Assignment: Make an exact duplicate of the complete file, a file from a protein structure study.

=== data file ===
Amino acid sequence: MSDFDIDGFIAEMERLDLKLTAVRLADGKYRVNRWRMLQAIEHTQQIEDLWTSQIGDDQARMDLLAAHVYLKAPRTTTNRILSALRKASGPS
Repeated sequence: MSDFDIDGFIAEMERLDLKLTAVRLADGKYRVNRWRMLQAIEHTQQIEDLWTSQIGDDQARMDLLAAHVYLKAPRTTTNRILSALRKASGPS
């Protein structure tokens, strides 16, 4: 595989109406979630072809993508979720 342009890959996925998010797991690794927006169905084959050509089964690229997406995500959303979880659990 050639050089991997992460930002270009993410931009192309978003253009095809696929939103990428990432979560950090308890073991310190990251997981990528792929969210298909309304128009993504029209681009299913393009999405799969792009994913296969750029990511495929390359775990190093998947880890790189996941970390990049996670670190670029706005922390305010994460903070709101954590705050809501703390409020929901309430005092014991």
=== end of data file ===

Amino acid sequence: MSDFDIDGFIAEMERLDLKLTAVRLADGKYRVNRWRMLQAIEHTQQIEDLWTSQIGDDQARMDLLAAHVYLKAPRTTTNRILSALRKASGPS
Repeated sequence: MSDFDIDGFIAEMERLDLKLTAVRLADGKYRVNRWRMLQAIEHTQQIEDLWTSQIGDDQARMDLLAAHVYLKAPRTTTNRILSALRKASGPS
């Protein structure tokens, strides 16, 4: 595989109406979630072809993508979720 342009890959996925998010797991690794927006169905084959050509089964690229997406995500959303979880659990 050639050089991997992460930002270009993410931009192309978003253009095809696929939103990428990432979560950090308890073991310190990251997981990528792929969210298909309304128009993504029209681009299913393009999405799969792009994913296969750029990511495929390359775990190093998947880890790189996941970390990049996670670190670029706005922390305010994460903070709101954590705050809501703390409020929901309430005092014991």